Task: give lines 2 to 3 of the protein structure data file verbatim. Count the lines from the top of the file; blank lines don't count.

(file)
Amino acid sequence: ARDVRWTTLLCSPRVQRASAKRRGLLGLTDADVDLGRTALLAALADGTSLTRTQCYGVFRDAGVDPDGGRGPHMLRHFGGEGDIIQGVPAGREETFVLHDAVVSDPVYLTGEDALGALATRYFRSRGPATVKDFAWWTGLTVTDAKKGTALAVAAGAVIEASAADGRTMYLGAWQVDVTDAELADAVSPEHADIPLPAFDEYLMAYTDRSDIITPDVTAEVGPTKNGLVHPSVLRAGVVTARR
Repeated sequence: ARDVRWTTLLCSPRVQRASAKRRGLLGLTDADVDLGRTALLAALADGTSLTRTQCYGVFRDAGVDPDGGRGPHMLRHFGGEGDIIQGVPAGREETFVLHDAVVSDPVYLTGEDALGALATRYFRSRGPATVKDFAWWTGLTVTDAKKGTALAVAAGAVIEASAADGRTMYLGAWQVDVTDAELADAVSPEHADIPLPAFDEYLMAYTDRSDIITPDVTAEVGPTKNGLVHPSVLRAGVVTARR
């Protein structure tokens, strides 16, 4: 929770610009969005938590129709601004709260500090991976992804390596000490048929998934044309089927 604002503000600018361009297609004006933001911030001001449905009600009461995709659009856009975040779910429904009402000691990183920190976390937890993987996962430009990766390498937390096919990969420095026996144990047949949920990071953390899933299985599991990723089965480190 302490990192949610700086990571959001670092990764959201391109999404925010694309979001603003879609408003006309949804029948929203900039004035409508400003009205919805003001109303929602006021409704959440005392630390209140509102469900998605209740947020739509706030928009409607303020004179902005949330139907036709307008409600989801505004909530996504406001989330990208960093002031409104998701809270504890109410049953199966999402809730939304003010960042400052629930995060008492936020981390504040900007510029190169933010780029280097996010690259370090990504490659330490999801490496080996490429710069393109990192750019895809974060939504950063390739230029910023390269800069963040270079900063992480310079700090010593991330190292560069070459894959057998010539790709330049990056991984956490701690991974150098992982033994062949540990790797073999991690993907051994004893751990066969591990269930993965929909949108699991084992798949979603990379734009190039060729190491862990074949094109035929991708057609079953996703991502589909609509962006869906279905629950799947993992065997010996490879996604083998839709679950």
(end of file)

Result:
Repeated sequence: ARDVRWTTLLCSPRVQRASAKRRGLLGLTDADVDLGRTALLAALADGTSLTRTQCYGVFRDAGVDPDGGRGPHMLRHFGGEGDIIQGVPAGREETFVLHDAVVSDPVYLTGEDALGALATRYFRSRGPATVKDFAWWTGLTVTDAKKGTALAVAAGAVIEASAADGRTMYLGAWQVDVTDAELADAVSPEHADIPLPAFDEYLMAYTDRSDIITPDVTAEVGPTKNGLVHPSVLRAGVVTARR
């Protein structure tokens, strides 16, 4: 929770610009969005938590129709601004709260500090991976992804390596000490048929998934044309089927 604002503000600018361009297609004006933001911030001001449905009600009461995709659009856009975040779910429904009402000691990183920190976390937890993987996962430009990766390498937390096919990969420095026996144990047949949920990071953390899933299985599991990723089965480190 302490990192949610700086990571959001670092990764959201391109999404925010694309979001603003879609408003006309949804029948929203900039004035409508400003009205919805003001109303929602006021409704959440005392630390209140509102469900998605209740947020739509706030928009409607303020004179902005949330139907036709307008409600989801505004909530996504406001989330990208960093002031409104998701809270504890109410049953199966999402809730939304003010960042400052629930995060008492936020981390504040900007510029190169933010780029280097996010690259370090990504490659330490999801490496080996490429710069393109990192750019895809974060939504950063390739230029910023390269800069963040270079900063992480310079700090010593991330190292560069070459894959057998010539790709330049990056991984956490701690991974150098992982033994062949540990790797073999991690993907051994004893751990066969591990269930993965929909949108699991084992798949979603990379734009190039060729190491862990074949094109035929991708057609079953996703991502589909609509962006869906279905629950799947993992065997010996490879996604083998839709679950």